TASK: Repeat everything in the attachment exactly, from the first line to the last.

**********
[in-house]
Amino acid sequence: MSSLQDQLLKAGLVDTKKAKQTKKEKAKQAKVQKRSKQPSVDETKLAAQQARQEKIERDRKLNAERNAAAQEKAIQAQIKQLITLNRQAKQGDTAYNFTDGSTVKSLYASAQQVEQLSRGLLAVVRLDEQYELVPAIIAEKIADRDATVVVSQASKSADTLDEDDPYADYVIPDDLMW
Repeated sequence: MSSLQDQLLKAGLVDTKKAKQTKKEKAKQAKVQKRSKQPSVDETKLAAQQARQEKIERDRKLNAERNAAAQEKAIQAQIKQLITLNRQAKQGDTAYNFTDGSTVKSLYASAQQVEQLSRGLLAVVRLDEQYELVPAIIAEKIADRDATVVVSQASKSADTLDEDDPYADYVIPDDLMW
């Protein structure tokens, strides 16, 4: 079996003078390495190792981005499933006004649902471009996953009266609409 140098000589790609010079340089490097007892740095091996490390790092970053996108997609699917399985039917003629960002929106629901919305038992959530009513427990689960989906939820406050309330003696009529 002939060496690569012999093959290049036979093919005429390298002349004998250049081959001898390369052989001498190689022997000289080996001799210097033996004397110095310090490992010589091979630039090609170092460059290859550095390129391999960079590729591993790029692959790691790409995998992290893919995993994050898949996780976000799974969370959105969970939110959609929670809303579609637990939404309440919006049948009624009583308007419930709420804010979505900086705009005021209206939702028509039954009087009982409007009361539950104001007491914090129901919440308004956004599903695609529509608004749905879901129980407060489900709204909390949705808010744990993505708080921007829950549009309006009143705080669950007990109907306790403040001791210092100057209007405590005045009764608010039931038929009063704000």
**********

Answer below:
[in-house]
Amino acid sequence: MSSLQDQLLKAGLVDTKKAKQTKKEKAKQAKVQKRSKQPSVDETKLAAQQARQEKIERDRKLNAERNAAAQEKAIQAQIKQLITLNRQAKQGDTAYNFTDGSTVKSLYASAQQVEQLSRGLLAVVRLDEQYELVPAIIAEKIADRDATVVVSQASKSADTLDEDDPYADYVIPDDLMW
Repeated sequence: MSSLQDQLLKAGLVDTKKAKQTKKEKAKQAKVQKRSKQPSVDETKLAAQQARQEKIERDRKLNAERNAAAQEKAIQAQIKQLITLNRQAKQGDTAYNFTDGSTVKSLYASAQQVEQLSRGLLAVVRLDEQYELVPAIIAEKIADRDATVVVSQASKSADTLDEDDPYADYVIPDDLMW
């Protein structure tokens, strides 16, 4: 079996003078390495190792981005499933006004649902471009996953009266609409 140098000589790609010079340089490097007892740095091996490390790092970053996108997609699917399985039917003629960002929106629901919305038992959530009513427990689960989906939820406050309330003696009529 002939060496690569012999093959290049036979093919005429390298002349004998250049081959001898390369052989001498190689022997000289080996001799210097033996004397110095310090490992010589091979630039090609170092460059290859550095390129391999960079590729591993790029692959790691790409995998992290893919995993994050898949996780976000799974969370959105969970939110959609929670809303579609637990939404309440919006049948009624009583308007419930709420804010979505900086705009005021209206939702028509039954009087009982409007009361539950104001007491914090129901919440308004956004599903695609529509608004749905879901129980407060489900709204909390949705808010744990993505708080921007829950549009309006009143705080669950007990109907306790403040001791210092100057209007405590005045009764608010039931038929009063704000």